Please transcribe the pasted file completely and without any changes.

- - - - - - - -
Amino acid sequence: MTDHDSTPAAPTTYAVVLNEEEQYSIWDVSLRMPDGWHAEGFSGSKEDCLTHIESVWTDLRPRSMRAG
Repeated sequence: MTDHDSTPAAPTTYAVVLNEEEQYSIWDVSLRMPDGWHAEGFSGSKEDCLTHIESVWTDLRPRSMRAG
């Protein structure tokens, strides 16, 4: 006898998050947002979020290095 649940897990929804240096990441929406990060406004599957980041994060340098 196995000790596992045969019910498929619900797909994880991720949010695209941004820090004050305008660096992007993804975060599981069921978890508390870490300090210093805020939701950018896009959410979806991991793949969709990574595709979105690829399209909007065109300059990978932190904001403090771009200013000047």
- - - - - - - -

Amino acid sequence: MTDHDSTPAAPTTYAVVLNEEEQYSIWDVSLRMPDGWHAEGFSGSKEDCLTHIESVWTDLRPRSMRAG
Repeated sequence: MTDHDSTPAAPTTYAVVLNEEEQYSIWDVSLRMPDGWHAEGFSGSKEDCLTHIESVWTDLRPRSMRAG
């Protein structure tokens, strides 16, 4: 006898998050947002979020290095 649940897990929804240096990441929406990060406004599957980041994060340098 196995000790596992045969019910498929619900797909994880991720949010695209941004820090004050305008660096992007993804975060599981069921978890508390870490300090210093805020939701950018896009959410979806991991793949969709990574595709979105690829399209909007065109300059990978932190904001403090771009200013000047």